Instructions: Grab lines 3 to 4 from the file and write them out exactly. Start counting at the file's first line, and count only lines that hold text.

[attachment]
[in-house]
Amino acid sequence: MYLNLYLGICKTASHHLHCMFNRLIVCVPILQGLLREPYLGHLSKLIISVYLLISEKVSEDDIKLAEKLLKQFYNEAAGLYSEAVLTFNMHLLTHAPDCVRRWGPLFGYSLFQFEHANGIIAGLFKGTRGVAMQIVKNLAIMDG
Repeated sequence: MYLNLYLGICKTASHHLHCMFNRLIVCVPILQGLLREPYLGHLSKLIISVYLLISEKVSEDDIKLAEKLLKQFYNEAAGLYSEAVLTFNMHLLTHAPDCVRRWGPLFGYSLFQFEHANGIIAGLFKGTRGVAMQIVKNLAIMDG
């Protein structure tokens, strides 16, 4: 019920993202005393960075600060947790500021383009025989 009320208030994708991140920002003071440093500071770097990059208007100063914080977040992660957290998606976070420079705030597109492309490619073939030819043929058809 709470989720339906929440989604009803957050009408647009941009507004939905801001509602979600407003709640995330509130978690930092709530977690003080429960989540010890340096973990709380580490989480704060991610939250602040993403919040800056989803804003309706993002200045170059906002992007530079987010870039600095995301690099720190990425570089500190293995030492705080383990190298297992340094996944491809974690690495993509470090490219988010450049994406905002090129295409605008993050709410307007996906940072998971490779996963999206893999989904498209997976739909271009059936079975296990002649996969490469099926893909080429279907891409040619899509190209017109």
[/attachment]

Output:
Repeated sequence: MYLNLYLGICKTASHHLHCMFNRLIVCVPILQGLLREPYLGHLSKLIISVYLLISEKVSEDDIKLAEKLLKQFYNEAAGLYSEAVLTFNMHLLTHAPDCVRRWGPLFGYSLFQFEHANGIIAGLFKGTRGVAMQIVKNLAIMDG
């Protein structure tokens, strides 16, 4: 019920993202005393960075600060947790500021383009025989 009320208030994708991140920002003071440093500071770097990059208007100063914080977040992660957290998606976070420079705030597109492309490619073939030819043929058809 709470989720339906929440989604009803957050009408647009941009507004939905801001509602979600407003709640995330509130978690930092709530977690003080429960989540010890340096973990709380580490989480704060991610939250602040993403919040800056989803804003309706993002200045170059906002992007530079987010870039600095995301690099720190990425570089500190293995030492705080383990190298297992340094996944491809974690690495993509470090490219988010450049994406905002090129295409605008993050709410307007996906940072998971490779996963999206893999989904498209997976739909271009059936079975296990002649996969490469099926893909080429279907891409040619899509190209017109």